Maria is also working to address the growing connection between meth and identity theft—an issue raised often during Maria's meetings with law enforcement officials from across Washington state. For example, according to the Spokane County Sheriff, 100 percent of the county's large-scale identity theft cases in 2004 included meth connections. In response, Maria introduced legislation to begin a national study of this troubling trend as well as ways to give law enforcement additional resource in the fight against both crimes. The Commerece Committee approved this study in early 2007.

Stopping Identity Theft

Maria's legislation to fight identity theft, the Fair and Accurate Transactions Act, was signed into law in 2003, providing law enforcement officials and identity theft victims with the tools they need to battle the nation's fastest-growing crime. Maria's bill helps ensure that identity theft victims are able to protect their credit rating from further damage by requiring credit reporting agencies to block information on fraudulent transactions resulting from identity theft. It also created a standardized process for a person to establish that they are a victim of identity theft, and allows law enforcement to act as the victim's agent in obtaining business records. Finally, the new law requires that once a business verifies that an individual is a victim of identity theft, the business has 30 days to provide all relevant application and transaction records to the victim.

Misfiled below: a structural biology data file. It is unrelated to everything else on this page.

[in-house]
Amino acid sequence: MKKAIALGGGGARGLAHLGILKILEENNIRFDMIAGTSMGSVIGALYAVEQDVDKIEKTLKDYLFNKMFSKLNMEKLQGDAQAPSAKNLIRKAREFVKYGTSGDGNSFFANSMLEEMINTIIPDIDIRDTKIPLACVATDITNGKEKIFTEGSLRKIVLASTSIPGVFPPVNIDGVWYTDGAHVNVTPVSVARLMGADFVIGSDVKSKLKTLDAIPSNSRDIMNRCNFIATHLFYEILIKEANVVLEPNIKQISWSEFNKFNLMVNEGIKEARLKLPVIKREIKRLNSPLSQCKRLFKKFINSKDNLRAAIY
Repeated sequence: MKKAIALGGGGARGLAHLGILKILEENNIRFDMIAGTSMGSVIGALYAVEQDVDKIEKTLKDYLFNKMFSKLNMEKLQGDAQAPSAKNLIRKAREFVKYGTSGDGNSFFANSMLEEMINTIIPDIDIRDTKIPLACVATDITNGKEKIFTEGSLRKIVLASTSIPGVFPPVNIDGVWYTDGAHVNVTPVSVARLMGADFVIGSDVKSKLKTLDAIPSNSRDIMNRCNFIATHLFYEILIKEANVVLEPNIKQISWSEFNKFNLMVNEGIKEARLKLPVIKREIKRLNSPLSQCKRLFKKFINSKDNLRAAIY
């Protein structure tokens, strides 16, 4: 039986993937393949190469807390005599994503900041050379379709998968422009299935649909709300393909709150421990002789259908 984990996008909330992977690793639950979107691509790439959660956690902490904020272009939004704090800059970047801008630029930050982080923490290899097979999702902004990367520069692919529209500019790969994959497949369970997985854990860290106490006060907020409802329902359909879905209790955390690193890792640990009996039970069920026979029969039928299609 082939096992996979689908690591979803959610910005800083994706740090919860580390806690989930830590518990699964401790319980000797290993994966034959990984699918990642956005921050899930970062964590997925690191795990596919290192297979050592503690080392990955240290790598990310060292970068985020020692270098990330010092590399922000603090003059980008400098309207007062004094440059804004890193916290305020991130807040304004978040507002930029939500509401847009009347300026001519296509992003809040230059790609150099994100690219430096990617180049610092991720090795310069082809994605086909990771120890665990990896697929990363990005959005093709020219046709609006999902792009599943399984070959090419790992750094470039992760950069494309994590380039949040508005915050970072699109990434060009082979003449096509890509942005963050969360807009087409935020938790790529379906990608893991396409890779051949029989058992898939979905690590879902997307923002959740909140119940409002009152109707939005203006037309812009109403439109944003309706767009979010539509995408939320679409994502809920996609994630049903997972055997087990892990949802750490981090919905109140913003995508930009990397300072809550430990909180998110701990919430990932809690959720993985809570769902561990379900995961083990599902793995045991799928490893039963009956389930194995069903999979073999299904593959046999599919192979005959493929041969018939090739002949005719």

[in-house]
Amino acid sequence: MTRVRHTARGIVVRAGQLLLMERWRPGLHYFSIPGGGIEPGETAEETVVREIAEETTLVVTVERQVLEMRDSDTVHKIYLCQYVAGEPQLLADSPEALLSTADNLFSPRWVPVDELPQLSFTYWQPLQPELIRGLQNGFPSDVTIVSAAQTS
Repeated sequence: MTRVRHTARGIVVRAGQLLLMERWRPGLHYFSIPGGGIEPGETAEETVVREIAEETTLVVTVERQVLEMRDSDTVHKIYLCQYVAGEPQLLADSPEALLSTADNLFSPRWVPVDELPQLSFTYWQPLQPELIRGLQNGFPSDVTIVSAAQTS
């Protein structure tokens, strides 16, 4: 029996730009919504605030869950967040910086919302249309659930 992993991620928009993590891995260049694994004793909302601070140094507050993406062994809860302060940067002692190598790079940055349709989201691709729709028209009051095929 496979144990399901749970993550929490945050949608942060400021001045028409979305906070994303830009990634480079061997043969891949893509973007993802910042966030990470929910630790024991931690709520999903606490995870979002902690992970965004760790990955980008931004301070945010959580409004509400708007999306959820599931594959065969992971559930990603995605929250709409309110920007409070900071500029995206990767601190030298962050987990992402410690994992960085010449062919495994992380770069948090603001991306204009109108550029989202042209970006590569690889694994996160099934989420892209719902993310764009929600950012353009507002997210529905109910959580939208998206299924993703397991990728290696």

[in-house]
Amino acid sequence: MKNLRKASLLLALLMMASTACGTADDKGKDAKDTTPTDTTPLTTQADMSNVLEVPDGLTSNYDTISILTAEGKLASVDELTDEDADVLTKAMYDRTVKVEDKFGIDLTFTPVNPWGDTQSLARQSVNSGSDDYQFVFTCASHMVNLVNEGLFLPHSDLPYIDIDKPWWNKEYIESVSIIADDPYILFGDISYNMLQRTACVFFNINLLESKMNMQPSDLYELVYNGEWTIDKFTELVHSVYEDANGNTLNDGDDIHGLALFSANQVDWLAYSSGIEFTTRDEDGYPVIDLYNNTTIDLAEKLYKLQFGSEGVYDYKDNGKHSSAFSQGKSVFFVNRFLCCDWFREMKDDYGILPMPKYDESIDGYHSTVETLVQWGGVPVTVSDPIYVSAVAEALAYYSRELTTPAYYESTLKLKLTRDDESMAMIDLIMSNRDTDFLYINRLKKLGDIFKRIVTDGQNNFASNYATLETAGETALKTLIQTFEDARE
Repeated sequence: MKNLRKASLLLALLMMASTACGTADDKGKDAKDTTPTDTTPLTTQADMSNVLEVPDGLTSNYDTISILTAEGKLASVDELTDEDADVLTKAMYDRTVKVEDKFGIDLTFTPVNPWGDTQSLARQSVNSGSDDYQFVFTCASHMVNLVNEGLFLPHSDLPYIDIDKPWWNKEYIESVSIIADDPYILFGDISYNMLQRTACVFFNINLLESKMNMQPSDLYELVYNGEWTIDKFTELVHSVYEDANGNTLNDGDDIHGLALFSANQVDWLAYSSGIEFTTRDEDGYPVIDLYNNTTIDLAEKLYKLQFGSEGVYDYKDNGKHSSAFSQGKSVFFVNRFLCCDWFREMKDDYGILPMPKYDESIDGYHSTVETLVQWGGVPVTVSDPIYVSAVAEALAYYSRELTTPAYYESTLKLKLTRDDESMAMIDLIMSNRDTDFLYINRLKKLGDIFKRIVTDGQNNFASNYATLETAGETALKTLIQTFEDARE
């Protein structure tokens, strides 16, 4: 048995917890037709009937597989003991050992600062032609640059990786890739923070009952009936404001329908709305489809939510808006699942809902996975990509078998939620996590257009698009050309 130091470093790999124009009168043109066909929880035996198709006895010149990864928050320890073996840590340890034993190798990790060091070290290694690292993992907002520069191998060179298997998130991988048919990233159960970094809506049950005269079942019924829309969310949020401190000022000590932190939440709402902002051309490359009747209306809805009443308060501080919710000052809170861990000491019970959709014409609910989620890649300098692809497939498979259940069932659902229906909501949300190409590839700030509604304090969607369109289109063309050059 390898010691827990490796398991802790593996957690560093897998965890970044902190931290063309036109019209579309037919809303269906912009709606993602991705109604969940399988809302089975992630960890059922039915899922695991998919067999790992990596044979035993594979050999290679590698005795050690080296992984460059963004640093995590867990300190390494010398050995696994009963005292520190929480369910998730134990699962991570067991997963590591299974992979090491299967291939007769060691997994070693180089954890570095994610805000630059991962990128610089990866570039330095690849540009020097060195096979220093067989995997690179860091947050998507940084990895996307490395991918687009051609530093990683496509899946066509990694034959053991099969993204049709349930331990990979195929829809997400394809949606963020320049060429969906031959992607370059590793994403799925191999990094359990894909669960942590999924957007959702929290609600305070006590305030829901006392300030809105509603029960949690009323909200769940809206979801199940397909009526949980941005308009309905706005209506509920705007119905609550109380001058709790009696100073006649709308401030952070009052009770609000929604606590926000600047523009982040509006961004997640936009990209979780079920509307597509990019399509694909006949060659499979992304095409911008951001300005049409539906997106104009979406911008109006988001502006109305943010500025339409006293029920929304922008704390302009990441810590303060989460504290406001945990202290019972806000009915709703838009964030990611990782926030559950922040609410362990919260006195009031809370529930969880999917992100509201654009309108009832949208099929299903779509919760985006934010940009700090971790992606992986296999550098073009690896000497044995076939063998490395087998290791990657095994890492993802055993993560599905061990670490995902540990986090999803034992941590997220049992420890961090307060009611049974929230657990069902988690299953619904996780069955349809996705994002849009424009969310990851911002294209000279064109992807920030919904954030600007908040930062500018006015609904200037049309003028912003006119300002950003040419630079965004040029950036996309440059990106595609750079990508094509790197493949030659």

Supporting Firefighters

Maria supported the Assistance to Firefighters Act of 2004, which expanded grants for firefighter programs and reduced matching fund requirements for volunteer EMS organizations. She also backed the Rural Fire Department Equipment Priority Act, which required the Pentagon to give surplus military equipment to rural firefighting agencies.

Improving Safety for Wildland Firefighters

In 2001, four forest firefighters lost their lives fighting the Thirtymile Fire north of Winthrop. Following the fire, Maria worked with Representative Doc Hastings to pass a new law that injects independence into investigations of forest firefighter fatalities. Specifically, this law requires that the USDA Inspector General, not just the Forest Service, conduct investigations. This new law is a start, but Maria believes we still need to do more. A U.S. Department of Agriculture report released earlier this year found that the Forest Service did not have a procedure to verify the qualifications of some contract firefighters. The report found that roughly one in three firefighters sampled either did not meet national qualifications or that training records were inadequate. It is critical to ensure that all wildland firefighters get the training they need. To help make sure this happens, Maria introduced legislation to require a system to track the money spent on training, create a federal program to monitor and enforce compliance with training requirements, and mandate that federally contracted firefighters receive the same training as federal firefighters